Your duty to put bikes on display in your house

Only bring things into your house that uplift you. That is as true for kitchen utensils as it is for furniture, or cat litter trays, and of course bikes. If you don’t love your bike, then accept its place chained on the street, and allow it to be neglected. Far better, I suggest, to only own bikes and bike gear that you find beautiful, and make space for those bikes along the first wall inside your front door. In the house of the future, that wall will be purpose designed to accommodate bikes, jackets, pumps and spare tubes.

I’m sorry change on that front has been slow. I wish architects had been so astute to the needs of the cyclist as we have been to the needs of the driver. But we will catch up. Have patience, please. For now, as users of buildings, see it as your contribution to change, to put that first wall inside your front door to use god intended, with bikes worth having on display for your house guests. Let each be a talking point, with matching accoutrements only from boutique makers in first world centres, like London or Portland. Let your front room be more like a bicycling boutique, like Adeline Adeline say, in Tribeca, or my friends’ store in Sydney.


  1. The bike in the second shot is a Bakfiets like the one we own: it’s a beautiful bike, but I’m not lugging the thing up three flights of stairs to display in the hallway.

    Now, a wide foyer at ground level with pot plants and bike parking, perhaps a nice table or two and a repair stand discreetly stored in the corner… that’d be a different matter.

    • Steven says:

      Andy, we have an architectural answer to all of life’s problems. How about a ride-up apartment building?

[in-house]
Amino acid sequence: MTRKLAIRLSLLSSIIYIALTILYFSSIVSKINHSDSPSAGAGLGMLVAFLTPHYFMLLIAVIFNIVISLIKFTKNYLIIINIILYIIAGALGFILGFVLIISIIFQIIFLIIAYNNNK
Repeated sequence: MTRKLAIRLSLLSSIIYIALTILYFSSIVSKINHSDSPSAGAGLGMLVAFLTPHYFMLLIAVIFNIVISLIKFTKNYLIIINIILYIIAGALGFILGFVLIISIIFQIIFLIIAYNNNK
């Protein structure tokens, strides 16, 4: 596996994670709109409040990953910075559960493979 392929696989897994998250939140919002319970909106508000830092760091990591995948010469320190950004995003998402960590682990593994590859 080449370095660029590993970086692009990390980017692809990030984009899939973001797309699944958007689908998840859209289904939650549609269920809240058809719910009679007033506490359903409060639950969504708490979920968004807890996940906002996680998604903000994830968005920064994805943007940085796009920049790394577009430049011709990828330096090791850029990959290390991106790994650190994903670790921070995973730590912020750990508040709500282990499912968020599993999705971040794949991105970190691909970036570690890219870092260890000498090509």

I noticed last year many new buildings in Europe also have longer but narrower elevator carriages.
      Architects I spoke to in Holland told me they were basing carriage dimensions around the the size of cargo bikes.

  2. Luke says:

    Andy, until Steven redevelops your block, you could leave your daily bike downstairs and your lightweight Sunday best upstairs. A racing bike fits neatly in a disused
    hearth and looks good under the mantelpiece.

    On a vaguely related point, far sighted architects and builders in the 18th and 19th century provided huge amounts of secure bike racks in British cities, but called them “railings.” Now that we have a use for them, the building owners insist on putting signs up saying “do not attach bicycles to these railings.” Why not? What else are they for? Does anyone know?

    Looking forward to architects forcing people onto bikes btw.

  3. Sacred Vow says:

    Wow that apartment bike ramp is awesome!
    Only a little less awesome having to go back up it.
    Very nice video!
    Is it only a certain percent of the building apartments that have access to the bike ramp or all of it?

    I love the pics of your Scrap Deluxes even when they are blurry with poor lighting, I keep coming back in hopes of seeing more of them.

    • Steven says:

      Oh that hurts, I just paid hundreds for a camera lens with a wide aperture specifically to take blurry photos in low light.
      You’re right, only about half of the apartments in 8-house have bike access. There is also so car parking in the basement. Ingels’s attitude is to please everybody, including cyclists.

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